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This 1961 Newbery Medal winner has come to be regarded as a classic of historical fiction for young readers, written by one of America’s most honored children’s authors. I remember seeing a film based on this book when I was a grade-schooler, and the feelings of heartbreak and loneliness that I associated with that film were still on target when I read the book at age 40. It’s an amazing, inspiring, exciting story, rich in discoveries about creatures of beauty and wildness and teeming variety; yet at the same time, it is a tale of deep melancholy whose ending may leave you wistful.
It is the story of a girl named Karana, whose people hunt the sea-life on and around their small, remote island in the Pacific. Most of the men in Karana’s tribe are killed in a battle with Aleuts, led by a Russian furrier, who have tried to cheat the islanders after hunting the sea-otters around the island close to extinction. Later a ship sailed by white men, invited by their old chief, takes the surviving islanders off to their mission in California. By a strange twist of fate, Karana is left behind and must find a way to survive alone on the island until the white men come back for her.
Karana waits year after year. But she must do more than wait. She must hunt for her own food. She must defend herself against the wild dogs who have already killed her brother. She must make a shelter to protect herself and her food supply from scavengers, predators, and the harsh elements. She must make her own canoe, in spite of a shortage of wood for the job. She tries to sail for the next island to the east, over the horizon, but is lucky to make it back alive to where she began. As so many seasons pass that the young woman stops counting them, she finds ways to fill even deeper needs: the need for companionship, supplied by the animals on the island; the need for beauty, even though she has no one to share it with; the need to explore the mysteries and wonders on, around, and beneath her island.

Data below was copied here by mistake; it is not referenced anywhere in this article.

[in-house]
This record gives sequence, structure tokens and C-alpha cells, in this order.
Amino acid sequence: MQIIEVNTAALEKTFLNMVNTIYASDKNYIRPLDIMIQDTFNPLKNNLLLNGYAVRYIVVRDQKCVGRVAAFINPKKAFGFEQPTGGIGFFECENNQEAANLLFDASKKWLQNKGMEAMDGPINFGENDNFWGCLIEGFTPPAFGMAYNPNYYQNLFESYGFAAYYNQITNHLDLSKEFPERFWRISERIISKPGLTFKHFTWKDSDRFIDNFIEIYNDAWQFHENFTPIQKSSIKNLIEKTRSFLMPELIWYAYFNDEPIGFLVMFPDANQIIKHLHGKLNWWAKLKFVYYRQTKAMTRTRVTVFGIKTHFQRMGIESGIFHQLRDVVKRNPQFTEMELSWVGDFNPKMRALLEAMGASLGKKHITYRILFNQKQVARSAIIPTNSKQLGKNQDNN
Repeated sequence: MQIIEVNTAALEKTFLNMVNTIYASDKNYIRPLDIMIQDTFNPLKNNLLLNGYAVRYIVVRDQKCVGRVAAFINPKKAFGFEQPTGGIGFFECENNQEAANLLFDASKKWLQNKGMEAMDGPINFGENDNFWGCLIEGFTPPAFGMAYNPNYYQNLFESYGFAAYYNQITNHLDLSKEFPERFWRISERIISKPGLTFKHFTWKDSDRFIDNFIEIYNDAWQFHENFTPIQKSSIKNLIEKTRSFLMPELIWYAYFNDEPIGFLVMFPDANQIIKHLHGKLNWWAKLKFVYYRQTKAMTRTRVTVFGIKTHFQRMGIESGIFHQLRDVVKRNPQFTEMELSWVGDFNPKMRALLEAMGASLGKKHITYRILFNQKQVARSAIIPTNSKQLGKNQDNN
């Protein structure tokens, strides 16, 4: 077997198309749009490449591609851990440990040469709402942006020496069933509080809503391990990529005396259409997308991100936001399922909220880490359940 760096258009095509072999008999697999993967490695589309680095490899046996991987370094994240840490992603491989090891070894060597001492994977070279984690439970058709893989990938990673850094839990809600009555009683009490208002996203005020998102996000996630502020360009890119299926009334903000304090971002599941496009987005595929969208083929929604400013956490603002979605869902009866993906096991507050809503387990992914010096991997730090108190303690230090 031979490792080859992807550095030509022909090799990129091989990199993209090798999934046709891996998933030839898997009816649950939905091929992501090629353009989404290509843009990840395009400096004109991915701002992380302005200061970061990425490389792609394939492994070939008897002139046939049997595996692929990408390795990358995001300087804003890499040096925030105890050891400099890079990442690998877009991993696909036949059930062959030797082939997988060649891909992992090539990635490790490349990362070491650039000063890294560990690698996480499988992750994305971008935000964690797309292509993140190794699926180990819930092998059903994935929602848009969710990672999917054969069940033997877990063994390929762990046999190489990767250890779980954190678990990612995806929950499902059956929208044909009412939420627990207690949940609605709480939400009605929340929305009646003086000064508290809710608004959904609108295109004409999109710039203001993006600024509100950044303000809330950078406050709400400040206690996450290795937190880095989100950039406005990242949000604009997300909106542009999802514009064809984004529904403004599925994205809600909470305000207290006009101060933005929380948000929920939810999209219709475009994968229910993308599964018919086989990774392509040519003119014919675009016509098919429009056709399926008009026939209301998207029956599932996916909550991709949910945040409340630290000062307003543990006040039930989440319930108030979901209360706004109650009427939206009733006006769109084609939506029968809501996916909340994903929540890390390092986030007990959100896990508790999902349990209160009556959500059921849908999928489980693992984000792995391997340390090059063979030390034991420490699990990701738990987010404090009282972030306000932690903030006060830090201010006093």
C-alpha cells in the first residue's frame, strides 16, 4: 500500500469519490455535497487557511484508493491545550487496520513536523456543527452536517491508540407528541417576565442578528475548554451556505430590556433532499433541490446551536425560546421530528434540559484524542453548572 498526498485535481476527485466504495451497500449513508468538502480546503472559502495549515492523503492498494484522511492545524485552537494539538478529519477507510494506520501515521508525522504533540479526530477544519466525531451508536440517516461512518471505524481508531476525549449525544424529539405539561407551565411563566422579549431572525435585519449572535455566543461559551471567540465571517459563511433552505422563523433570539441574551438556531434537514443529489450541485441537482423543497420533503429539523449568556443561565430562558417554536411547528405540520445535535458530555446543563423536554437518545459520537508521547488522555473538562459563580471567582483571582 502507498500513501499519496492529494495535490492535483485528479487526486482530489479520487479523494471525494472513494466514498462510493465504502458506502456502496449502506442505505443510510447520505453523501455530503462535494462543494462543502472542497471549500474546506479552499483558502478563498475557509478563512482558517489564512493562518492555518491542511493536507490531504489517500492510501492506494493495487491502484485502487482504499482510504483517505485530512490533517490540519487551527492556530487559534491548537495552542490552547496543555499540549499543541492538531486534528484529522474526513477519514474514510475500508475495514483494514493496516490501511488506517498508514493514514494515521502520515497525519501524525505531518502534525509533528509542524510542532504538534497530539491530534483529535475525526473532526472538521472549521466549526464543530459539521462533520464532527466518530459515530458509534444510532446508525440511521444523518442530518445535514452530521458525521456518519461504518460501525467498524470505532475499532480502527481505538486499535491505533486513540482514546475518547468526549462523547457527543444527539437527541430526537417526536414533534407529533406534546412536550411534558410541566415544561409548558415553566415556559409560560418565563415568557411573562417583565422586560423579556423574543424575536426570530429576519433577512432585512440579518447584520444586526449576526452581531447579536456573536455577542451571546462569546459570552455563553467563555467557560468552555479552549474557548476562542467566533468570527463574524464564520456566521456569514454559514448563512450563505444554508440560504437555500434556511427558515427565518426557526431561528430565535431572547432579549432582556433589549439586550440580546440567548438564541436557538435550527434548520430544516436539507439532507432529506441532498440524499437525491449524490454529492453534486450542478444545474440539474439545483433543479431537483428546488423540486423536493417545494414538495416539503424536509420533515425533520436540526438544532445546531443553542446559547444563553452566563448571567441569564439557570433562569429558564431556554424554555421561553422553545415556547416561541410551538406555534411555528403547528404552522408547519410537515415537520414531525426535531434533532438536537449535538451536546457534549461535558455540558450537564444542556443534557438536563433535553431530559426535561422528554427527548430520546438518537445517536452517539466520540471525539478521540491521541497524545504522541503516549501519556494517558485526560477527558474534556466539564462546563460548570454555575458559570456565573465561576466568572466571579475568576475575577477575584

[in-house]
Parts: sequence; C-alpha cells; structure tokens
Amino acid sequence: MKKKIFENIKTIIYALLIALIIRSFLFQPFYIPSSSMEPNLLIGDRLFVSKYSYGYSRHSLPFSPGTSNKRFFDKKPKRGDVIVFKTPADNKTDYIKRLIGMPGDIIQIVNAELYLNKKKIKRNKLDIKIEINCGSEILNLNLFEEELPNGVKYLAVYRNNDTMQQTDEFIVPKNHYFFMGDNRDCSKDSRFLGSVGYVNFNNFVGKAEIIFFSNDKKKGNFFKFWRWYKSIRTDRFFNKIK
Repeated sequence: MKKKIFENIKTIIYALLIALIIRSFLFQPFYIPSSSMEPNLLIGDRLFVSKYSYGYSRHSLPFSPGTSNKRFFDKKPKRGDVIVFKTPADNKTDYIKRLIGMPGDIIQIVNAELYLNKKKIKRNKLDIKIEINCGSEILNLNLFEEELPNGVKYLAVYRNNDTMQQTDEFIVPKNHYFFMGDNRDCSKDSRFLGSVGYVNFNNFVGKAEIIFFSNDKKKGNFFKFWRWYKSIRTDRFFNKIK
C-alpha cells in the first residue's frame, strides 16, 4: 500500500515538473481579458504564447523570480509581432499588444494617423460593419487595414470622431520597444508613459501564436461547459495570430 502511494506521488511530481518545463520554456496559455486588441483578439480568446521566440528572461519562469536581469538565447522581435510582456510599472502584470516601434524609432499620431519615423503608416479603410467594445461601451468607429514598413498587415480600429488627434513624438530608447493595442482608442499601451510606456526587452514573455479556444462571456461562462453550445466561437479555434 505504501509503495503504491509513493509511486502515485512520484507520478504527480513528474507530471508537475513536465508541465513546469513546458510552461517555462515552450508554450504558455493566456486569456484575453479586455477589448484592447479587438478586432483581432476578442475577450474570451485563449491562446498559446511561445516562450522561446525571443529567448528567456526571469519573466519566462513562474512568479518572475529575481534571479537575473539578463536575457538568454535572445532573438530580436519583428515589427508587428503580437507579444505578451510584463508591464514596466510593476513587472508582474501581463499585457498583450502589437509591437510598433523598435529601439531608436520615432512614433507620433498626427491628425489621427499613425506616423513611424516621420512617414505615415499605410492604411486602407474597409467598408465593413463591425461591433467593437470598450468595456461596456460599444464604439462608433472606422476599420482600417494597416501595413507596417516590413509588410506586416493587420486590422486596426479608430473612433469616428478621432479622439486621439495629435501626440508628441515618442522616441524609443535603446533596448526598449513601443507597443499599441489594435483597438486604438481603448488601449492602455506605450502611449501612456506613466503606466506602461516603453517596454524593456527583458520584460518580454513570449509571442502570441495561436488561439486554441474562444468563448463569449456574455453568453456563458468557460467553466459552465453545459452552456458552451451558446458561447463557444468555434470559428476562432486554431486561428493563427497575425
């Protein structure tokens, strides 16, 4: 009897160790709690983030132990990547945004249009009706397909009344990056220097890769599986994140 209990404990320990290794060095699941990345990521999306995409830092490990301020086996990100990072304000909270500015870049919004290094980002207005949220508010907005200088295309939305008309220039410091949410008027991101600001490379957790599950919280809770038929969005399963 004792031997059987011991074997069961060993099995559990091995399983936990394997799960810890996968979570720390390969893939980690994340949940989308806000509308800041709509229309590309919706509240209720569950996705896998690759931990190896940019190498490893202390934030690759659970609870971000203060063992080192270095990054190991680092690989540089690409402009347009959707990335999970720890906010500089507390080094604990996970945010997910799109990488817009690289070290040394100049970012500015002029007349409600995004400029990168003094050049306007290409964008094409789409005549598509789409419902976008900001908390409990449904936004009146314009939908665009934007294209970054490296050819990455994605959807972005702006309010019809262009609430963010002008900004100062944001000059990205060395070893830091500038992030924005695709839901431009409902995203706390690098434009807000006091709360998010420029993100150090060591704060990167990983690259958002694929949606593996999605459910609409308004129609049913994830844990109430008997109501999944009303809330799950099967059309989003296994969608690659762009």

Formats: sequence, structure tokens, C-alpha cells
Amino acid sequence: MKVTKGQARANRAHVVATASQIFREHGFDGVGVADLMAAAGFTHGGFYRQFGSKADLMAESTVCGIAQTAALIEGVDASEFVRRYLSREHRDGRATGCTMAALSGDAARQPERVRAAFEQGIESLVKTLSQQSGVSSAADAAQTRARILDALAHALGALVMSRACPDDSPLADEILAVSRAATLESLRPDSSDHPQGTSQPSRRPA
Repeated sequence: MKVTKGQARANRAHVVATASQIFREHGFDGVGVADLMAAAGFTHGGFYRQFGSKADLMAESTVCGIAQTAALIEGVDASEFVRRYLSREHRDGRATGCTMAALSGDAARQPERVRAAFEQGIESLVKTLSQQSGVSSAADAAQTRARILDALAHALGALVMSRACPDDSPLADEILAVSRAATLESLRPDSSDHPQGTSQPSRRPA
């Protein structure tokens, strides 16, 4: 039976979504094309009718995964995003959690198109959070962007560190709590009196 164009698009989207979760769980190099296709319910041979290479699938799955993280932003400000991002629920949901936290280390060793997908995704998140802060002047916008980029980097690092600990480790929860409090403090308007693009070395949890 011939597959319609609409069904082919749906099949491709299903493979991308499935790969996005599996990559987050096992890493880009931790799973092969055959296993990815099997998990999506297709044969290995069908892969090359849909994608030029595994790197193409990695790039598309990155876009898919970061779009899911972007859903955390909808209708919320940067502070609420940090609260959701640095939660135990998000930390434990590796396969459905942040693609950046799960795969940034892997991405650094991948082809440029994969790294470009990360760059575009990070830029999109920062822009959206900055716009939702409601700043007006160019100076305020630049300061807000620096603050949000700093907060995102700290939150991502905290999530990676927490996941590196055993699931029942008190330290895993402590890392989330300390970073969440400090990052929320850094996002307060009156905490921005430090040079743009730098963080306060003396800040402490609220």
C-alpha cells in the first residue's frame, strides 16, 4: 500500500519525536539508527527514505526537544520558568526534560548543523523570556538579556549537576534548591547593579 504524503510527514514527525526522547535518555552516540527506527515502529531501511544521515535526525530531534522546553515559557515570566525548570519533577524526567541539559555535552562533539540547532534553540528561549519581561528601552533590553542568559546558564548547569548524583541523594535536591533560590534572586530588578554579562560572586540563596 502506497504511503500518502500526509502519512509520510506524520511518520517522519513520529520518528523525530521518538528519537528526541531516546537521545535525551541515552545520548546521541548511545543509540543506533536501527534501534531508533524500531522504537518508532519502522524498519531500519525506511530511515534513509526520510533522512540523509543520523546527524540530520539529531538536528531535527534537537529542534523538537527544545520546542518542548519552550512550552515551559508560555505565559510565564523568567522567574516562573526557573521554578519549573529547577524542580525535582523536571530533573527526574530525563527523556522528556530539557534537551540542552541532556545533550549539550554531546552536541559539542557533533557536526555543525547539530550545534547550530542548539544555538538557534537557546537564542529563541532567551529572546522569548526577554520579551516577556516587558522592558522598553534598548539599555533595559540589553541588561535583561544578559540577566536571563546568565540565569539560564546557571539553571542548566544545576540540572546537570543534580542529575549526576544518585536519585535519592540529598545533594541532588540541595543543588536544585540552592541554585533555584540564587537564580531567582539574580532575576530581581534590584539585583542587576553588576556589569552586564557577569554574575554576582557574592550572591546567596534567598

This book is a powerful instrument of the imagination—not only demonstrating that its author had one, but stirring the reader’s too. It makes all your senses aware of such (for most of us) faraway things as sea anemones, giant squid, otters, sea elephants, and cormorants. But here’s a fact that will really get the wheels of your imagination turning: THIS BOOK IS BASED ON A TRUE STORY. The so-called Island of the Blue Dolphins actually exists, off the coast of California. Now called San Nicolas Island, it belongs to the U.S. Navy. The main character of this book is likewise based on a real person, variously known as “Juana Maria” or “the lone woman of San Nicolas Island,” and she lived alone there for 18 years before being rescued, dying only a few weeks later at the Santa Barbara mission in California. Author O’Dell includes some information about her fate, and the archaeological discoveries regarding her long-vanished people, in an afterword to this book. If you can’t wait for that, you can wiki it for yourself. And if you read this book and find yourself even more interested than you are now, behold: Scott O’Dell also wrote a sequel, titled Zia.